“Online connectivity allows players to compete against each other from anywhere in the world, at any time. This has led to the rise of online gaming tournaments, which can attract large audiences and offer substantial prize pools.”

Bob’s Space Racers has started to develop online connectivity features for many of its games while Asi says that, with the addition of 5G and other internet speed enhancements, it is looking at upgrading current offerings to more online competitive play and is investing in a “highly sophisticated online dart game that has a lot of promise.”

Stern Pinball has been thrilled with impact of its Insider Connected concept which can connect players all over the world, enabling the creation of concepts such as a global leaderboard.

Stern’s Sharpe said: “We continue to make updates and the service keeps getting better. Connecting games has always been a goal of ours, not only from a maintenance operator focused level, but ultimately to the end consumer playing our products.

“The magic of our system is it knows precisely who is playing the game. It also opens the door for a whole suite of tools that allows operators to create custom leaderboards, driving people to engage with our pinball machines in new ways.

“We’re also creating custom global leaderboards, such as our most recent Stern Army collaboration with the Ifpa, with a month-long Mandalorian March Madness tournament held in conjunction with season three of the show.

“Players are getting value out of Insider Connected in several ways, whether it’s chasing down achievements (both at home and out at verified locations), earning special digital badges by attending exclusive Stern events or climbing the ranks of their local entertainment location’s leaderboards (or global Stern leaderboards).

“Through Insider Connected, players are socialising and connecting even more, both casually and highly competitively.”

Perhaps the ultimate growth sector in the competitive gaming sector is esports, which Richter, from Hologate, says is “taking the world by storm.”

She said: “Several of our operators have added hugely popular tournaments to their programmes. Not only do esports events provide an amazing competitive experience for players and spectators, but they also help to generate an esports community for venues. This means long-lasting competitive teams, crowds comprised of many first-time visitors and increased revenue through team registration fees and guest post-tournament spending.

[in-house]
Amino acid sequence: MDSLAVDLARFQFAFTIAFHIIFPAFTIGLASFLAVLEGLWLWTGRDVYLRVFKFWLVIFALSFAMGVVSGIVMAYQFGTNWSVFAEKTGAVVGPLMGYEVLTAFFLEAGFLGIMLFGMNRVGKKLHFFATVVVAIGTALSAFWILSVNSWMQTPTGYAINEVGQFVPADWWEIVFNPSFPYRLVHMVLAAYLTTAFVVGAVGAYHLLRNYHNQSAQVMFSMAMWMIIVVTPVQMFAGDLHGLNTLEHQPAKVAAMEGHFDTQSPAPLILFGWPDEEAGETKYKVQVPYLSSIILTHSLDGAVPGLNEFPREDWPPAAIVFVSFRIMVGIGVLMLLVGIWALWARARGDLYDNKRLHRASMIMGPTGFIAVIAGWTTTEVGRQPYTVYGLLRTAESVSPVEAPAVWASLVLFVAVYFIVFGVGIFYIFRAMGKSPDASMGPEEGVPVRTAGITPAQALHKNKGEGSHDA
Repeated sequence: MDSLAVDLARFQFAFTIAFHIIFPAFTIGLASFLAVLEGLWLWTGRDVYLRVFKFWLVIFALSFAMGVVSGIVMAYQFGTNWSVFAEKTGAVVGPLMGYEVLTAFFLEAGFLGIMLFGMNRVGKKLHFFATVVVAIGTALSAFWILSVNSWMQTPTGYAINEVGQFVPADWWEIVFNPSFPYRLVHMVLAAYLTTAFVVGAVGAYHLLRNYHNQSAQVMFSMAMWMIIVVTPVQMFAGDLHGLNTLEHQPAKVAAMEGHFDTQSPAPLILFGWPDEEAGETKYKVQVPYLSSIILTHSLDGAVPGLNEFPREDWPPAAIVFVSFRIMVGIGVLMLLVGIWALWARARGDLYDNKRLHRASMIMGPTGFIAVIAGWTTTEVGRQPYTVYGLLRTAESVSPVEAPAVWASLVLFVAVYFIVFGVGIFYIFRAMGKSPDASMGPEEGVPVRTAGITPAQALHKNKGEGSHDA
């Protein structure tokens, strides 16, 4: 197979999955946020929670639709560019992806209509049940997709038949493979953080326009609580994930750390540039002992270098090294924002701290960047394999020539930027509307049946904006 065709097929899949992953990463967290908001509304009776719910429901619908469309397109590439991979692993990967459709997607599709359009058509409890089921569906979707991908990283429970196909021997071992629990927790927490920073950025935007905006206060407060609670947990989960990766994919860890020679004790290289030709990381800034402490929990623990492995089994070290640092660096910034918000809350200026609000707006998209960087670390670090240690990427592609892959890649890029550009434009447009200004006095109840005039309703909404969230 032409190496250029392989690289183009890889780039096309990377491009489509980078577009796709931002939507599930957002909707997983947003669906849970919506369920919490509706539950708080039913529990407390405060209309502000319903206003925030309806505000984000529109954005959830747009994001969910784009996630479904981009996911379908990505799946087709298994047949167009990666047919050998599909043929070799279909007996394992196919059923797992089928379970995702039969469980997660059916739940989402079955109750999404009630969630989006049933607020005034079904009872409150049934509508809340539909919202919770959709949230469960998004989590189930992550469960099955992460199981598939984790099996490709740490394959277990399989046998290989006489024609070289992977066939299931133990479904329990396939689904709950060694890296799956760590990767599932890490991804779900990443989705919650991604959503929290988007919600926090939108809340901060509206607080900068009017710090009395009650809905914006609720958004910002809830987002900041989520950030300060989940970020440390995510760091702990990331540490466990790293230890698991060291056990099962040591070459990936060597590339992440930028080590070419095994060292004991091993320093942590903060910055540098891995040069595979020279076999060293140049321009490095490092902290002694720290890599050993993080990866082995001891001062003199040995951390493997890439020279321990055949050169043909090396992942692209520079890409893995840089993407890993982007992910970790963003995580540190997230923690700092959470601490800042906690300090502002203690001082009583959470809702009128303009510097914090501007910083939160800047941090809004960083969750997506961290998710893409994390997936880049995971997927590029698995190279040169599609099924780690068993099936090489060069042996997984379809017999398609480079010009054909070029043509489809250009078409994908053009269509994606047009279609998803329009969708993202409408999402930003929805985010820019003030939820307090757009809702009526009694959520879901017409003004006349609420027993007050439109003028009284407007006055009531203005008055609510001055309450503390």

“We saw the potential of esports with our first Hologate Vr esports tournament in 2019. This World of Tanks Vr tournament saw eight players playing against each other across two Hologate Arenas at once. This was quite the crowd pleaser. The two Hologate Arena systems were side by side which looked incredibly impressive, while multiple mounted televisions broadcasted the exciting live gameplay and the team standings, and spectators would cheer on their favourite teams.”

As for the future, the competitive amusements sector is constantly evolving and adapting to new technologies like Ar, Vr and consumer preferences.

For Sharpe of Stern Pinball, the future of the competitive amusements sector can be summed quite simply as “bigger and better", with Stern “continuing to create compelling entertainment that inspires a lifetime love of games, sparks passion, forges friendships and connects people everywhere through fun and experiences.”

According to Mok from Wahlap, the future of the sector is likely to be shaped by several key trends: “As Vr and Ar technologies continue to evolve, we can expect to see more immersive gaming experiences that offer a deeper level of engagement and interaction. This could include games that use advanced haptic feedback or other sensory inputs to create a more realistic and compelling experience.”

He added that there would also be an increasing focus on social connectivity.